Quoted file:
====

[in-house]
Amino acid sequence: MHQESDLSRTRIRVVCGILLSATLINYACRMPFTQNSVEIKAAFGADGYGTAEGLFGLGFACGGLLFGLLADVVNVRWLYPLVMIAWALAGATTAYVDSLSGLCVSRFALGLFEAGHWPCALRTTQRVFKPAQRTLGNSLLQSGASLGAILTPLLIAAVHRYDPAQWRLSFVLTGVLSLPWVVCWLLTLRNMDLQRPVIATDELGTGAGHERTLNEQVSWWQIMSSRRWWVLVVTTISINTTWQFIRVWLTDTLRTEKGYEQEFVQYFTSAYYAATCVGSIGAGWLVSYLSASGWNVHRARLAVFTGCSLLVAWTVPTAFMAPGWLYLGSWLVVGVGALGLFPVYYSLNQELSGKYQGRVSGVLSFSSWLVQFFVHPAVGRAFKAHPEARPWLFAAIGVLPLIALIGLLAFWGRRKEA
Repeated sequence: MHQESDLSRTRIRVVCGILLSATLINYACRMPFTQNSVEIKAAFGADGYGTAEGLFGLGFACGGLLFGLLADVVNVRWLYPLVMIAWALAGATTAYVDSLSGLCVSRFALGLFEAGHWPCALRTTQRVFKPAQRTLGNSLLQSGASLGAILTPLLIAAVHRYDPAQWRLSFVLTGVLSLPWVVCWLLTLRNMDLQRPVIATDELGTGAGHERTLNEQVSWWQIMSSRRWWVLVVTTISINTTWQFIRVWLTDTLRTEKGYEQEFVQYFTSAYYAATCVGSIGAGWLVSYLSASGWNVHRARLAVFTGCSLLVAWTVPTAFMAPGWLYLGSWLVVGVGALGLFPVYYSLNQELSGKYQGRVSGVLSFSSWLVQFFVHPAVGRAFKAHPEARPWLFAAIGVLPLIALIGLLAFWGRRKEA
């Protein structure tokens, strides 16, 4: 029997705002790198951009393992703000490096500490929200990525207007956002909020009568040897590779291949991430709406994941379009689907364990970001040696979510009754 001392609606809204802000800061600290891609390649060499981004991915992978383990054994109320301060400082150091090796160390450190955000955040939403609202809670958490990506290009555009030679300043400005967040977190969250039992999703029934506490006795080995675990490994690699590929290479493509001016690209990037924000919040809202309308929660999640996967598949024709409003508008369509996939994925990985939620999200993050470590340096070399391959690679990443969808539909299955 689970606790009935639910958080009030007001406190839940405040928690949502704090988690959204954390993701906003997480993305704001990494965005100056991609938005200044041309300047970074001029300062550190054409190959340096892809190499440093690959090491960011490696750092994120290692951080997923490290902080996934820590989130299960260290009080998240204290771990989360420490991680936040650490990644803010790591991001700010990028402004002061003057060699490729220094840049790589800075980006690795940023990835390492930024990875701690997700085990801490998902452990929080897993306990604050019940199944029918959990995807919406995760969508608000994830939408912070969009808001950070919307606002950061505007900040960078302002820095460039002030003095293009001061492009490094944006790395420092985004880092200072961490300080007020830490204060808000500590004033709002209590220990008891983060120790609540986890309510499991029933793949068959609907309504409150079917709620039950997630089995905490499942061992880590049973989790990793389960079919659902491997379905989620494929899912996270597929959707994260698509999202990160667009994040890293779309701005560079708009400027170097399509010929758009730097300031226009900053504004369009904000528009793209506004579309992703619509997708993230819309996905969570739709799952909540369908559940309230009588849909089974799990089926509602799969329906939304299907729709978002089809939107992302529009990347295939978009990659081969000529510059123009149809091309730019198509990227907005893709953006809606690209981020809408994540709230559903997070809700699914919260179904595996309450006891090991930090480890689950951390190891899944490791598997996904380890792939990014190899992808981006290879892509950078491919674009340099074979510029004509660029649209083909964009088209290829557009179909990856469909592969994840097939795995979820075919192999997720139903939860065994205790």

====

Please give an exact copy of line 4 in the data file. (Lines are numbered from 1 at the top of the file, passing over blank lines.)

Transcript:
């Protein structure tokens, strides 16, 4: 029997705002790198951009393992703000490096500490929200990525207007956002909020009568040897590779291949991430709406994941379009689907364990970001040696979510009754 001392609606809204802000800061600290891609390649060499981004991915992978383990054994109320301060400082150091090796160390450190955000955040939403609202809670958490990506290009555009030679300043400005967040977190969250039992999703029934506490006795080995675990490994690699590929290479493509001016690209990037924000919040809202309308929660999640996967598949024709409003508008369509996939994925990985939620999200993050470590340096070399391959690679990443969808539909299955 689970606790009935639910958080009030007001406190839940405040928690949502704090988690959204954390993701906003997480993305704001990494965005100056991609938005200044041309300047970074001029300062550190054409190959340096892809190499440093690959090491960011490696750092994120290692951080997923490290902080996934820590989130299960260290009080998240204290771990989360420490991680936040650490990644803010790591991001700010990028402004002061003057060699490729220094840049790589800075980006690795940023990835390492930024990875701690997700085990801490998902452990929080897993306990604050019940199944029918959990995807919406995760969508608000994830939408912070969009808001950070919307606002950061505007900040960078302002820095460039002030003095293009001061492009490094944006790395420092985004880092200072961490300080007020830490204060808000500590004033709002209590220990008891983060120790609540986890309510499991029933793949068959609907309504409150079917709620039950997630089995905490499942061992880590049973989790990793389960079919659902491997379905989620494929899912996270597929959707994260698509999202990160667009994040890293779309701005560079708009400027170097399509010929758009730097300031226009900053504004369009904000528009793209506004579309992703619509997708993230819309996905969570739709799952909540369908559940309230009588849909089974799990089926509602799969329906939304299907729709978002089809939107992302529009990347295939978009990659081969000529510059123009149809091309730019198509990227907005893709953006809606690209981020809408994540709230559903997070809700699914919260179904595996309450006891090991930090480890689950951390190891899944490791598997996904380890792939990014190899992808981006290879892509950078491919674009340099074979510029004509660029649209083909964009088209290829557009179909990856469909592969994840097939795995979820075919192999997720139903939860065994205790």